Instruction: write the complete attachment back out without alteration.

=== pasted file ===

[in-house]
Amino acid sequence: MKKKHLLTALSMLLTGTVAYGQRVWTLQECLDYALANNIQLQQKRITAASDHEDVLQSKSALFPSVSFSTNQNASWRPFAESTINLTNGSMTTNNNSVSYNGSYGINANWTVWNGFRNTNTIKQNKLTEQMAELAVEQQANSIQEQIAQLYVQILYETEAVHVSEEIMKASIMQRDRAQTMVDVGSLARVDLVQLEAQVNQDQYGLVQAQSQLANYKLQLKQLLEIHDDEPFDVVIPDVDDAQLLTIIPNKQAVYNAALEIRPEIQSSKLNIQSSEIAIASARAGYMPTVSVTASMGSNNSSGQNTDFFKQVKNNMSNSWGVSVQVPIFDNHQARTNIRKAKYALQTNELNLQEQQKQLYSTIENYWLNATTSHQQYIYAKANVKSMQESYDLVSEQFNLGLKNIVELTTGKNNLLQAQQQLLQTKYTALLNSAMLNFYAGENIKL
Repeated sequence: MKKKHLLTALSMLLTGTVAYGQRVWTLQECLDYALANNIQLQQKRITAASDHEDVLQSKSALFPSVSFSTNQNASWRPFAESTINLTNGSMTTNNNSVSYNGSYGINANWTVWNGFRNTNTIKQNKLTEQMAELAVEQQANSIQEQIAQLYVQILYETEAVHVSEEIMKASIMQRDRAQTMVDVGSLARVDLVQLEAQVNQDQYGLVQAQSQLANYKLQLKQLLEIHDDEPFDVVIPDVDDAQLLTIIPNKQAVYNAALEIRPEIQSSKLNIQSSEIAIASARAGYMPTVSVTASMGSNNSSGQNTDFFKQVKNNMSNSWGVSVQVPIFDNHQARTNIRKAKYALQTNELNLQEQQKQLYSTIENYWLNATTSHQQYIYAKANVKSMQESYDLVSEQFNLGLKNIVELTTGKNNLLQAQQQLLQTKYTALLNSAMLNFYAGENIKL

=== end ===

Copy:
[in-house]
Amino acid sequence: MKKKHLLTALSMLLTGTVAYGQRVWTLQECLDYALANNIQLQQKRITAASDHEDVLQSKSALFPSVSFSTNQNASWRPFAESTINLTNGSMTTNNNSVSYNGSYGINANWTVWNGFRNTNTIKQNKLTEQMAELAVEQQANSIQEQIAQLYVQILYETEAVHVSEEIMKASIMQRDRAQTMVDVGSLARVDLVQLEAQVNQDQYGLVQAQSQLANYKLQLKQLLEIHDDEPFDVVIPDVDDAQLLTIIPNKQAVYNAALEIRPEIQSSKLNIQSSEIAIASARAGYMPTVSVTASMGSNNSSGQNTDFFKQVKNNMSNSWGVSVQVPIFDNHQARTNIRKAKYALQTNELNLQEQQKQLYSTIENYWLNATTSHQQYIYAKANVKSMQESYDLVSEQFNLGLKNIVELTTGKNNLLQAQQQLLQTKYTALLNSAMLNFYAGENIKL
Repeated sequence: MKKKHLLTALSMLLTGTVAYGQRVWTLQECLDYALANNIQLQQKRITAASDHEDVLQSKSALFPSVSFSTNQNASWRPFAESTINLTNGSMTTNNNSVSYNGSYGINANWTVWNGFRNTNTIKQNKLTEQMAELAVEQQANSIQEQIAQLYVQILYETEAVHVSEEIMKASIMQRDRAQTMVDVGSLARVDLVQLEAQVNQDQYGLVQAQSQLANYKLQLKQLLEIHDDEPFDVVIPDVDDAQLLTIIPNKQAVYNAALEIRPEIQSSKLNIQSSEIAIASARAGYMPTVSVTASMGSNNSSGQNTDFFKQVKNNMSNSWGVSVQVPIFDNHQARTNIRKAKYALQTNELNLQEQQKQLYSTIENYWLNATTSHQQYIYAKANVKSMQESYDLVSEQFNLGLKNIVELTTGKNNLLQAQQQLLQTKYTALLNSAMLNFYAGENIKL